Feedback from the pilots has already been invaluable, says Hardcastle. “We have been firmly reminded that the Green List will only be successful in so far as it is credible, independently verified, and internationally recognized,” he says. “It should be linked to a clear mandate, which we have effectively addressed through links to the CBD Strategic Plan and Aichi Target 11 and through an IUCN Resolution from our World Conservation Congress in 2012. However, it must also be simple in design, cost-effective in application, and voluntary and motivational in its implementation.” He notes that more than 500 individuals worldwide from across conservation, development, government, and business sectors have provided input so far on the Green List’s development.

One question that has arisen in the pilots is whether listed sites could be de-listed if their management weakens for some reason. This would be similar to the system the World Heritage Programme has, which allows for de-listing of persistently troubled sites. “To maintain credibility, we need triggers in place to review listing status,” says Hardcastle. “However, we do not want to demotivate protected areas, or to require a costly and time-consuming review process. At present we are considering two such triggers. First there would be a time-bound, 5-year review of the status of the protected area. Second, using a specific public comment portal or social media platform, we would allow issues to be raised by stakeholders, which, if deemed serious, could trigger a review process by IUCN.”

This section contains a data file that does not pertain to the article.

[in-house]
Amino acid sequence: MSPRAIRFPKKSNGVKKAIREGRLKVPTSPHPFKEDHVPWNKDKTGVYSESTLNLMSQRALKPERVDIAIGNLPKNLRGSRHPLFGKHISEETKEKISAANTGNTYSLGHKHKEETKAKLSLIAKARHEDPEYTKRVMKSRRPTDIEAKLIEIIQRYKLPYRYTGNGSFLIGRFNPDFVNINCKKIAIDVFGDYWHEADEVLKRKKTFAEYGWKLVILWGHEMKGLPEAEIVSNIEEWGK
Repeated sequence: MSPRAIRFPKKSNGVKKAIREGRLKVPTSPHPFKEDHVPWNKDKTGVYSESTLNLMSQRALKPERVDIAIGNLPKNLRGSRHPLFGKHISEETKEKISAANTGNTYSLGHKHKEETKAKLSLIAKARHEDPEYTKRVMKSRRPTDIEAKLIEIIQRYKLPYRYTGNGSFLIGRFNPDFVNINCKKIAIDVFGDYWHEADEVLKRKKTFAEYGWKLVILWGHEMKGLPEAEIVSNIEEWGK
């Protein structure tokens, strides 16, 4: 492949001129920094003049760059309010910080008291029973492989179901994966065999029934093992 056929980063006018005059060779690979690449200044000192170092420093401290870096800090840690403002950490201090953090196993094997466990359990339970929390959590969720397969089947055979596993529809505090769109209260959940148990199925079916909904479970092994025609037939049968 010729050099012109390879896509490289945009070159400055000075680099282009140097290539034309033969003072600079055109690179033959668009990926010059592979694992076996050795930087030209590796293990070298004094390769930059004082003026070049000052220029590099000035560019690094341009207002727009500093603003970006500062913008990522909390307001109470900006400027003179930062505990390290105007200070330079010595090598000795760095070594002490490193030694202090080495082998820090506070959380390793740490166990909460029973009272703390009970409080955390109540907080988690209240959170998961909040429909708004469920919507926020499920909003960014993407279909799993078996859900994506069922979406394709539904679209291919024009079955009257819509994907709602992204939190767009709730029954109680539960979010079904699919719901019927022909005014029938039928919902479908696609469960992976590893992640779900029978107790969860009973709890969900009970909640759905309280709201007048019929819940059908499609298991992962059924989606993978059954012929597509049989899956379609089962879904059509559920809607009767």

Any system involving MPA management effectiveness evaluation can place a burden on the site manager, who must gather data and answer a sometimes-lengthy series of assessment questions. Hardcastle is wary of creating a system that will further stress managers already maxed out by their normal daily responsibilities. “No one is forced to apply – the Green List is a voluntary process,” he says. “For a protected area manager, the process will be light, and a ‘pre-selection’ phase will limit nominations to those with the evidence and qualities to be successfully put forward for potential listing. That being said, one of the Green List values is equity, so we are studying an option for a fund to help protected areas and agencies with fewer resources and time to be able still to participate.”